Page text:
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Auteur: Payne, Leigh A.
Titel: Unsettling Accounts
Sub titel: Neither Truth Nor Reconciliation in Confessions of State Violence

An Argentine naval officer remorsefully admits that he killed thirty people during Argentina's Dirty War. A member of General Augusto Pinochet's intelligence service testifies before a Chilean truth commission, taking sadistic pleasure in recounting the sexual torture of women in clandestine prisons. A Brazilian military officer draws on his own experiences to write a novel describing the military's involvement in a massacre during the 1970s. The head of a police death squad refuses to become the scapegoat for apartheid-era violence in South Africa; he begins to name names and provide details of past atrocities. Focusing on these and other confessions to acts of authoritarian state violence, Leigh A. Payne asks what happens when perpetrators publicly admit or discuss their actions. While mechanisms such as South Africa's Truth and Reconciliation Commission are touted as means of settling accounts with the past, Payne contends that public confessions do not settle the past. They are unsettling by nature. Rather than reconcile past violence, they catalyze contentious debate. She argues that this debate - and the public confessions that trigger it - are healthy for democratic processes of political participation, freedom of expression, and contestation of political ideas. Payne draws on interviews, unedited television film, newspaper archives, and books written by perpetrators to analyze confessions of state violence in Argentina, Chile, Brazil, and South Africa. Each of these four countries addressed its past through a different institutional forms, from blanket amnesty, to conditional amnesty based on confessions, to judicial trials. Payne considers perpetrators' confessions as performance, examining what perpetrators say and what they communicate non-verbally; the timing, setting, and reception of their confessions; and the different ways that the perpetrators portray their pasts, whether in terms of remorse or heroism, denial or sadism, or through lies or betrayal.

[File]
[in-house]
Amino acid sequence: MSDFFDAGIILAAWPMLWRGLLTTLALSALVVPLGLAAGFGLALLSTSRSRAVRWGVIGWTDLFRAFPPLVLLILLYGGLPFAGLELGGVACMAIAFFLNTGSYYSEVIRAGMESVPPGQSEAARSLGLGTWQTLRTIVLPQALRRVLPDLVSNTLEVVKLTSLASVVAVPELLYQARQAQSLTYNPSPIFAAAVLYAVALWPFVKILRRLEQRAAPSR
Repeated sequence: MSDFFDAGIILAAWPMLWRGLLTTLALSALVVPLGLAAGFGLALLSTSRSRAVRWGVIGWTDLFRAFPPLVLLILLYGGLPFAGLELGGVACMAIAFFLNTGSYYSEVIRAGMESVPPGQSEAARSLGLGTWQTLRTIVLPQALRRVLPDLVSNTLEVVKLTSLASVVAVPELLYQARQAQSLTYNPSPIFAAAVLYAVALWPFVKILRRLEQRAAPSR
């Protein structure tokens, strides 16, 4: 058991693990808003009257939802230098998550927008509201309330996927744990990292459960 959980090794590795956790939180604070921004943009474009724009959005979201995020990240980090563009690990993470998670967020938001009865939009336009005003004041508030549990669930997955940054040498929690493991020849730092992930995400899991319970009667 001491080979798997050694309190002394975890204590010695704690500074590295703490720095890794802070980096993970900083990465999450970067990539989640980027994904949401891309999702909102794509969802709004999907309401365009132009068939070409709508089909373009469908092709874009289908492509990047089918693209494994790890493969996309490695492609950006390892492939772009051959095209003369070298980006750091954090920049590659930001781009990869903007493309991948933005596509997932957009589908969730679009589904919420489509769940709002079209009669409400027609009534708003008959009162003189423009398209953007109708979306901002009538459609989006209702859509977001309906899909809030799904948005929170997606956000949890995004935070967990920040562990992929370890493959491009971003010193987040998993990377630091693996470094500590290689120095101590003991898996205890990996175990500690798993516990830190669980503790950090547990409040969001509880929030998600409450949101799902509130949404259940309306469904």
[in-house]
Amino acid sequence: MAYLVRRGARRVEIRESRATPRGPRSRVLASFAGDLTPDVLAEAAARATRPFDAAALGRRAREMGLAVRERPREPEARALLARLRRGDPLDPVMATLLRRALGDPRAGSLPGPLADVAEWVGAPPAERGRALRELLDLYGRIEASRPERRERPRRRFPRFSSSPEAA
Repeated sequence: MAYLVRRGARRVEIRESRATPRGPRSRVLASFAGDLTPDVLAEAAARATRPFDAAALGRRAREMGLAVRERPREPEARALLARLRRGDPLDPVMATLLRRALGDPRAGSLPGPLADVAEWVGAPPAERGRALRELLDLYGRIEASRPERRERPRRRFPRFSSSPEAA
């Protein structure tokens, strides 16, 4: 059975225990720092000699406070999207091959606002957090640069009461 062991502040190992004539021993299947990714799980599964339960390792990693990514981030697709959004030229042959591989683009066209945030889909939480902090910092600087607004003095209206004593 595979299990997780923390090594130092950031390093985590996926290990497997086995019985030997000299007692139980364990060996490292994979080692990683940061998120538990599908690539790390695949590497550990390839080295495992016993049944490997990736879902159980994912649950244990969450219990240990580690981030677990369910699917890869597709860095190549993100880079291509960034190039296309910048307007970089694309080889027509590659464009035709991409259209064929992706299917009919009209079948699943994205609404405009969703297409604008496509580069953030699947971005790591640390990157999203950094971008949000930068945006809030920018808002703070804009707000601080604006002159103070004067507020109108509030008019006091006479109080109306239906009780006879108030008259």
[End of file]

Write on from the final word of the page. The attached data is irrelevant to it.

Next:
2008, 352 pag., Euro 24,95
Duke University Press, Durham, ISBN 9780822340829


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